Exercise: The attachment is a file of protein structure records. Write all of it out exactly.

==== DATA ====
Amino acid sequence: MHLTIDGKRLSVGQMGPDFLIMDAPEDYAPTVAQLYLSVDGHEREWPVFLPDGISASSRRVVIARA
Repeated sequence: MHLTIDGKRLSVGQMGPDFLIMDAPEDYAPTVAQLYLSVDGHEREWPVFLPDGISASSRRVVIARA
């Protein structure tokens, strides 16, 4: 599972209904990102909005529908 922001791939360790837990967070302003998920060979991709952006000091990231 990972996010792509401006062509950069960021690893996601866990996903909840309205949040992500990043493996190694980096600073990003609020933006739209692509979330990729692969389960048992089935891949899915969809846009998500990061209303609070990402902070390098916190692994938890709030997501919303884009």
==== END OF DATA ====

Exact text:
Amino acid sequence: MHLTIDGKRLSVGQMGPDFLIMDAPEDYAPTVAQLYLSVDGHEREWPVFLPDGISASSRRVVIARA
Repeated sequence: MHLTIDGKRLSVGQMGPDFLIMDAPEDYAPTVAQLYLSVDGHEREWPVFLPDGISASSRRVVIARA
């Protein structure tokens, strides 16, 4: 599972209904990102909005529908 922001791939360790837990967070302003998920060979991709952006000091990231 990972996010792509401006062509950069960021690893996601866990996903909840309205949040992500990043493996190694980096600073990003609020933006739209692509979330990729692969389960048992089935891949899915969809846009998500990061209303609070990402902070390098916190692994938890709030997501919303884009």